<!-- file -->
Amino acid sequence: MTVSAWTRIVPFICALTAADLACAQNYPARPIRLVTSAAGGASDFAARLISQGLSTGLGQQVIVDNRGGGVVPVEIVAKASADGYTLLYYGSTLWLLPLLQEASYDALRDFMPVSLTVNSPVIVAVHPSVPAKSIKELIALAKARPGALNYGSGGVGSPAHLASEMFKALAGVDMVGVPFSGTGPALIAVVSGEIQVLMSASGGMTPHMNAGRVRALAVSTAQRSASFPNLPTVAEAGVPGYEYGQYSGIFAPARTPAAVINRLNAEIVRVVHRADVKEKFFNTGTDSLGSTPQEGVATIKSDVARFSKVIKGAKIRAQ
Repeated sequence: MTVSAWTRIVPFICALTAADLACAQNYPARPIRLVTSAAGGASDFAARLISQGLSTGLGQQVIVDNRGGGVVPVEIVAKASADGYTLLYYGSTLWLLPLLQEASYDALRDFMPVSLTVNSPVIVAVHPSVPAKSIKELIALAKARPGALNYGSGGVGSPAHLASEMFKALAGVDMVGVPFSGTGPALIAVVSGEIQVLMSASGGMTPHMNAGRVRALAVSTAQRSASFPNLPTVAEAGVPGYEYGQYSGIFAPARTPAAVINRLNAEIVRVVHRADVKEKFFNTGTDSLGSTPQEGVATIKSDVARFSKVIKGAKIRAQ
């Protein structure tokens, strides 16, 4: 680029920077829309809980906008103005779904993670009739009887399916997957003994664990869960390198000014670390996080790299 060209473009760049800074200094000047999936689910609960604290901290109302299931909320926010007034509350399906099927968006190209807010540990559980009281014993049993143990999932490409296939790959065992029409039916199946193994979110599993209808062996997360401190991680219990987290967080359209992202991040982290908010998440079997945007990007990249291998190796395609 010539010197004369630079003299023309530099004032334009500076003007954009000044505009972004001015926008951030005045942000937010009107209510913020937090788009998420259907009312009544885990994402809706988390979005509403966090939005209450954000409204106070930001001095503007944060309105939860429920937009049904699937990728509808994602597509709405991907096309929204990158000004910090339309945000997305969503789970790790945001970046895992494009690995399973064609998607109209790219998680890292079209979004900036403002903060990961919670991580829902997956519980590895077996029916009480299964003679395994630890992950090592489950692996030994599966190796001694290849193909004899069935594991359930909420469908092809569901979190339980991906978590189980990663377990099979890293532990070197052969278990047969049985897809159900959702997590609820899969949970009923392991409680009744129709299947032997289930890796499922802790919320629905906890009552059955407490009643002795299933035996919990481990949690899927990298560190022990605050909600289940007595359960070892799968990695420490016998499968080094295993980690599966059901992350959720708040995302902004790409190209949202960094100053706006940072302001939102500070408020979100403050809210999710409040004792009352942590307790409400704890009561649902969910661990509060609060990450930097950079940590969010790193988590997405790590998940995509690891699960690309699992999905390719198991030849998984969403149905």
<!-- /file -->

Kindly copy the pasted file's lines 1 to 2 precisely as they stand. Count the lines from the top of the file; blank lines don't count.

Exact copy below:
Amino acid sequence: MTVSAWTRIVPFICALTAADLACAQNYPARPIRLVTSAAGGASDFAARLISQGLSTGLGQQVIVDNRGGGVVPVEIVAKASADGYTLLYYGSTLWLLPLLQEASYDALRDFMPVSLTVNSPVIVAVHPSVPAKSIKELIALAKARPGALNYGSGGVGSPAHLASEMFKALAGVDMVGVPFSGTGPALIAVVSGEIQVLMSASGGMTPHMNAGRVRALAVSTAQRSASFPNLPTVAEAGVPGYEYGQYSGIFAPARTPAAVINRLNAEIVRVVHRADVKEKFFNTGTDSLGSTPQEGVATIKSDVARFSKVIKGAKIRAQ
Repeated sequence: MTVSAWTRIVPFICALTAADLACAQNYPARPIRLVTSAAGGASDFAARLISQGLSTGLGQQVIVDNRGGGVVPVEIVAKASADGYTLLYYGSTLWLLPLLQEASYDALRDFMPVSLTVNSPVIVAVHPSVPAKSIKELIALAKARPGALNYGSGGVGSPAHLASEMFKALAGVDMVGVPFSGTGPALIAVVSGEIQVLMSASGGMTPHMNAGRVRALAVSTAQRSASFPNLPTVAEAGVPGYEYGQYSGIFAPARTPAAVINRLNAEIVRVVHRADVKEKFFNTGTDSLGSTPQEGVATIKSDVARFSKVIKGAKIRAQ